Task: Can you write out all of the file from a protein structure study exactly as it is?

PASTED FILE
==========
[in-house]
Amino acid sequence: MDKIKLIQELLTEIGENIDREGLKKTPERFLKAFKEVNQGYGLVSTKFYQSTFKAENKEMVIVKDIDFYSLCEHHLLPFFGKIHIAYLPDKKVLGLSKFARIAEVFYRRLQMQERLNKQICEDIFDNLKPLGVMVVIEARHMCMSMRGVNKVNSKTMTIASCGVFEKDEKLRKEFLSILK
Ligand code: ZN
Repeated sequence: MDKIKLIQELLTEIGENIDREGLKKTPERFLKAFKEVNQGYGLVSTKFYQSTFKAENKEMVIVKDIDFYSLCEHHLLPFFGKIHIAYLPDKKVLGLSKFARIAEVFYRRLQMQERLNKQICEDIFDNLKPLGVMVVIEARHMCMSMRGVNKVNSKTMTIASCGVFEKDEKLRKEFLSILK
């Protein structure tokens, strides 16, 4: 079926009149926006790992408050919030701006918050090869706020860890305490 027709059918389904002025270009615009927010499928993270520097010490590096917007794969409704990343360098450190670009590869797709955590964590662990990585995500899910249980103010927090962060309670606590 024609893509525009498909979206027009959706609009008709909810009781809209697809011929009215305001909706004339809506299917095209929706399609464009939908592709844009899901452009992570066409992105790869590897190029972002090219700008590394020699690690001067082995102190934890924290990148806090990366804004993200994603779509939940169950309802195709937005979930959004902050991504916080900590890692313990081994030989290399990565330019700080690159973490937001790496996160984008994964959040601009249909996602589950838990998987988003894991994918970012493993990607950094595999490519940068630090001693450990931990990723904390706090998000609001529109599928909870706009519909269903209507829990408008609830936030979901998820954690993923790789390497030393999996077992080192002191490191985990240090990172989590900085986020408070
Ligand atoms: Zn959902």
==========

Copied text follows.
[in-house]
Amino acid sequence: MDKIKLIQELLTEIGENIDREGLKKTPERFLKAFKEVNQGYGLVSTKFYQSTFKAENKEMVIVKDIDFYSLCEHHLLPFFGKIHIAYLPDKKVLGLSKFARIAEVFYRRLQMQERLNKQICEDIFDNLKPLGVMVVIEARHMCMSMRGVNKVNSKTMTIASCGVFEKDEKLRKEFLSILK
Ligand code: ZN
Repeated sequence: MDKIKLIQELLTEIGENIDREGLKKTPERFLKAFKEVNQGYGLVSTKFYQSTFKAENKEMVIVKDIDFYSLCEHHLLPFFGKIHIAYLPDKKVLGLSKFARIAEVFYRRLQMQERLNKQICEDIFDNLKPLGVMVVIEARHMCMSMRGVNKVNSKTMTIASCGVFEKDEKLRKEFLSILK
């Protein structure tokens, strides 16, 4: 079926009149926006790992408050919030701006918050090869706020860890305490 027709059918389904002025270009615009927010499928993270520097010490590096917007794969409704990343360098450190670009590869797709955590964590662990990585995500899910249980103010927090962060309670606590 024609893509525009498909979206027009959706609009008709909810009781809209697809011929009215305001909706004339809506299917095209929706399609464009939908592709844009899901452009992570066409992105790869590897190029972002090219700008590394020699690690001067082995102190934890924290990148806090990366804004993200994603779509939940169950309802195709937005979930959004902050991504916080900590890692313990081994030989290399990565330019700080690159973490937001790496996160984008994964959040601009249909996602589950838990998987988003894991994918970012493993990607950094595999490519940068630090001693450990931990990723904390706090998000609001529109599928909870706009519909269903209507829990408008609830936030979901998820954690993923790789390497030393999996077992080192002191490191985990240090990172989590900085986020408070
Ligand atoms: Zn959902």